Annabelle has this crazy game she likes to play. First, she’ll engage in some sort of verbal back and forth of her own babbling and then at the strangest time will lean in and laugh as hard as possible. She is just learning the rules of laughter, which is quite interesting and something I hadn’t given much thought to.
The rules of laughter are quite interesting. Laughter can be used to bond with a person or a group, to make someone feel left out, to make someone feel stupid, to make yourself feel better (laugh at yourself), to laugh at a comedian, or out loud while reading something in a public place that is a bit awkward, and the list goes on. Laughter is described by Psychologogy Today as “speaking in tongue“, which is a fantastic way to describe it.
Thinking back to the days when I was young, I don’t remember being that young, but when I applied the rules of laughter to cover my hearing loss. For example, if someone said something and the group burst out laughing, I would often laugh when the group was laughing. I learned this was a quick and easy way to fit in. I most certainly did get caught a few times and rather than explain the logical reason why, I tried to play it off which probably made me look even more silly. Those days though, I’d rather look stupid than admit to people I had a hearing loss. These days, it’s still second nature to laugh with the group and hard to retrain myself. Those things you learn as a kid are grounded deeper than anything you’ll learn as an adult.
I digress … Annabelle is learning the rules of laughter now, at such a young age, she already sees how important it is. We are a happy family, and she is one happy baby. It’s fun to watch her learn. When the adults start laughing, she will chime in with her own laugh which is usually louder than everyone else’s and longer as well. This makes all of us laugh more because she sounds so sincere but we all know its forced because she wants to be included. Ironically, even though forced it’s still her way of testing out the rules to see what works. Since we laugh with her, she probably thinks that is an acceptable rule, to laugh louder and longer. It doesn’t matter though, she’ll learn in time through some other awkward situation and then blame her parents. After writing these blogs, I keep thinking I need to start saving up money for a therapy fund for her.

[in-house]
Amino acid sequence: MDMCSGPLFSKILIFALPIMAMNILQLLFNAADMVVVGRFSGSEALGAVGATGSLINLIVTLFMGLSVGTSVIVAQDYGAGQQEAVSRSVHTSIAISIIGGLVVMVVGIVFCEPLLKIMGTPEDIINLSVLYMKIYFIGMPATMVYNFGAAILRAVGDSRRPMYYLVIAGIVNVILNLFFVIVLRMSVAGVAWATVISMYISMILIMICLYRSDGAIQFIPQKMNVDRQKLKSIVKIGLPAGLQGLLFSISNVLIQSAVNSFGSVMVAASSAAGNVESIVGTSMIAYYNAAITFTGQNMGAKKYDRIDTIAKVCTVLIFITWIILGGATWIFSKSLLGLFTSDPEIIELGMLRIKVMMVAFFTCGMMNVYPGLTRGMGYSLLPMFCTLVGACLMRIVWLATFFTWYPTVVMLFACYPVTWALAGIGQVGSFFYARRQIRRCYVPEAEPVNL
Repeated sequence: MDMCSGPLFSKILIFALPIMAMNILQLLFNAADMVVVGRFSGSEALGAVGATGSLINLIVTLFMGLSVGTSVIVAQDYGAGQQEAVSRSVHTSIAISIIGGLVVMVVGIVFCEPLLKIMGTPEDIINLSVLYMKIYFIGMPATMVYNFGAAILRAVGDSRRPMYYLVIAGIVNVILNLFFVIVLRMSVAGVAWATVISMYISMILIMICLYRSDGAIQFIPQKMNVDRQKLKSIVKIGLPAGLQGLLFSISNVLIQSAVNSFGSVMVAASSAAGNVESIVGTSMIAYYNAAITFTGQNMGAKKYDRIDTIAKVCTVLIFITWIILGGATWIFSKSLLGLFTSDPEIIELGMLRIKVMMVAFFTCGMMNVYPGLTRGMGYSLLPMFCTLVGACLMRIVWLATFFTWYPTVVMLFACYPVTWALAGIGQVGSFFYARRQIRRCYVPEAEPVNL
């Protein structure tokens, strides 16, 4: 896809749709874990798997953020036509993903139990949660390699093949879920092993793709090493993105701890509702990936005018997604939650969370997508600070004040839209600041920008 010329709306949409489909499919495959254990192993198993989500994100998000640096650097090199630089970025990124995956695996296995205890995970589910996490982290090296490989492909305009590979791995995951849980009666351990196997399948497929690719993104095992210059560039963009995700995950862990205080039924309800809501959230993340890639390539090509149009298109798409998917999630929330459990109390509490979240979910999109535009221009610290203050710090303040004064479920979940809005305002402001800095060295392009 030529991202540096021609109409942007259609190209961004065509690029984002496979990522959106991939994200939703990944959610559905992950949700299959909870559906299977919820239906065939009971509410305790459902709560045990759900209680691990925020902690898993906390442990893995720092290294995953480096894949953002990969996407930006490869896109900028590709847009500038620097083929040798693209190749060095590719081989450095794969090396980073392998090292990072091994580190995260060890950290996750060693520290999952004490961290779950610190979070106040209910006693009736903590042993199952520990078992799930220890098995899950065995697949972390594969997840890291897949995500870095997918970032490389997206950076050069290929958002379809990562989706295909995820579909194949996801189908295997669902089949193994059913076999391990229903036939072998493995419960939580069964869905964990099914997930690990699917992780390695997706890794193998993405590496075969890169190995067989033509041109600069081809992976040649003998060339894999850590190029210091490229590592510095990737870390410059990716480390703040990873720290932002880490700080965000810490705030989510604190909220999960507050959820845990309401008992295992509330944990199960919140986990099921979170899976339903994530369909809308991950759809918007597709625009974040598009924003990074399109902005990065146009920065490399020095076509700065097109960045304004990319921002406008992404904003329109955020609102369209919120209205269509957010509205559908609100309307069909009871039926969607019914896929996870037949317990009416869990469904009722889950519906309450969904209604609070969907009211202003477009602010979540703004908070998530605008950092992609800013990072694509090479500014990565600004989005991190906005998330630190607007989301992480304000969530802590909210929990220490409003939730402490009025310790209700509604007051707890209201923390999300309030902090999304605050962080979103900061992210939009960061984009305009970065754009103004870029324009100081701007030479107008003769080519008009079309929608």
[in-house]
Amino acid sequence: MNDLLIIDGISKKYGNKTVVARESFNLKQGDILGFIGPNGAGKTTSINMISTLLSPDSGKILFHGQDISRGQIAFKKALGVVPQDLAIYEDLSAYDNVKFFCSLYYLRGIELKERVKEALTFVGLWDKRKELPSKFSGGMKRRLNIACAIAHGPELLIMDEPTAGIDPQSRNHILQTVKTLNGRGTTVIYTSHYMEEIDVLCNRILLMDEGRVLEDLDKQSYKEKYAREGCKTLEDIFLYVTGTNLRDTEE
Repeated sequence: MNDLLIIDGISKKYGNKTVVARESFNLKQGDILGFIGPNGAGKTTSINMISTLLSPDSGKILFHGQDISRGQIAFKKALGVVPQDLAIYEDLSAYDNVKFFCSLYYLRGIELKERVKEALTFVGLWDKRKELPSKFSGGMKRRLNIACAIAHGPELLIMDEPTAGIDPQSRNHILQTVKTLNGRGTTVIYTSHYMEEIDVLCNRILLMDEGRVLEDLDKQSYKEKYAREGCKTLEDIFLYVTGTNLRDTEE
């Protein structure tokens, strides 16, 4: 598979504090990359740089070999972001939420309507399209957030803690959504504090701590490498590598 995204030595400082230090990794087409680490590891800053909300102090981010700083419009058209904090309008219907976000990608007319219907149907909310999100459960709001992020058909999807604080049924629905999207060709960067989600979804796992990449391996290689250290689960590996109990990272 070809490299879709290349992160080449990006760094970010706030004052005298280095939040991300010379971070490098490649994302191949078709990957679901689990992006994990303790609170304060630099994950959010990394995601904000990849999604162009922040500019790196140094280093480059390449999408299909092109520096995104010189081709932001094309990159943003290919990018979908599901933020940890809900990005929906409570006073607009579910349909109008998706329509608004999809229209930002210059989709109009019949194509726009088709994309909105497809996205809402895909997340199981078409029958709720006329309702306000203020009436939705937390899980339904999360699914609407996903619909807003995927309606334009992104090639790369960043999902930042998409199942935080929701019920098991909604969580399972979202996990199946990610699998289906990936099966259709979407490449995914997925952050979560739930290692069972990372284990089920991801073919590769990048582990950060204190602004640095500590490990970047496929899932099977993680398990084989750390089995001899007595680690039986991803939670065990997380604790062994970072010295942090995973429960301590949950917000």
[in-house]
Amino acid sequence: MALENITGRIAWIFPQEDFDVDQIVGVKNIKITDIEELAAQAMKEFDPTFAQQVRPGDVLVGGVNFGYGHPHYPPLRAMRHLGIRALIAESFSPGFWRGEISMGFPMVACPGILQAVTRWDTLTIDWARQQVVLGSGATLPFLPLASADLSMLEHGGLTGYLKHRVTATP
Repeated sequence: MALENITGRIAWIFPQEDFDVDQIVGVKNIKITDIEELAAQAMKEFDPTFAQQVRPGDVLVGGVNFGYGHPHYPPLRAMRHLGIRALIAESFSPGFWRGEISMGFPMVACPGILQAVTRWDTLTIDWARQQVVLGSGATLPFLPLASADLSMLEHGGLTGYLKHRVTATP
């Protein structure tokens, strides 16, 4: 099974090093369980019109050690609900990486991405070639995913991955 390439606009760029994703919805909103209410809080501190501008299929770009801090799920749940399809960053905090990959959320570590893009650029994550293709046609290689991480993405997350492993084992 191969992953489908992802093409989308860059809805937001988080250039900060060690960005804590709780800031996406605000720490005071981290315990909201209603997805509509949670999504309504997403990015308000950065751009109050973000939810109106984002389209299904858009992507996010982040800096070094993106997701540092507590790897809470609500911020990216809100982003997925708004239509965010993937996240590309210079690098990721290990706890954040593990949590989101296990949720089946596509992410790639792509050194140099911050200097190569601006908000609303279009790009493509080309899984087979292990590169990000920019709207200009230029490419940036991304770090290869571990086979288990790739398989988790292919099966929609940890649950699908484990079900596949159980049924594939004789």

Annabelle laughs at the simplest things. She giggles when we tickle her, when we push her on the swing, when we make funny faces at her. My new favorite is something she just started a few days ago. Annabelle likes me to read a book for her called Peekaboo Kisses. She pulls it out of the bookshelf, comes over and taps me on the leg. I’ll sit down on the floor and read it to her. At the very end of the book there is sheet of reflection paper and I say, “Peekaboo Annabelle!” She leans over, smiles, and then laughs once or twice before kissing her reflection.
I argued with myself whether or not she has self recognition. Yes is winning. As far as I can tell, she does recognize herself because there are times, at other mirrors around the house, she shows signs of being able to idenify who she is. Anyways, that’s not the point. The point is that I’m reminded that we are born with a love for ourselves. We are born without a negative inner voice. It reminds me that smiling and laughing is something that is innate within ourselves and allows us to express our joy. It reminds me to laugh a bit more innocently and maybe a little louder and longer too.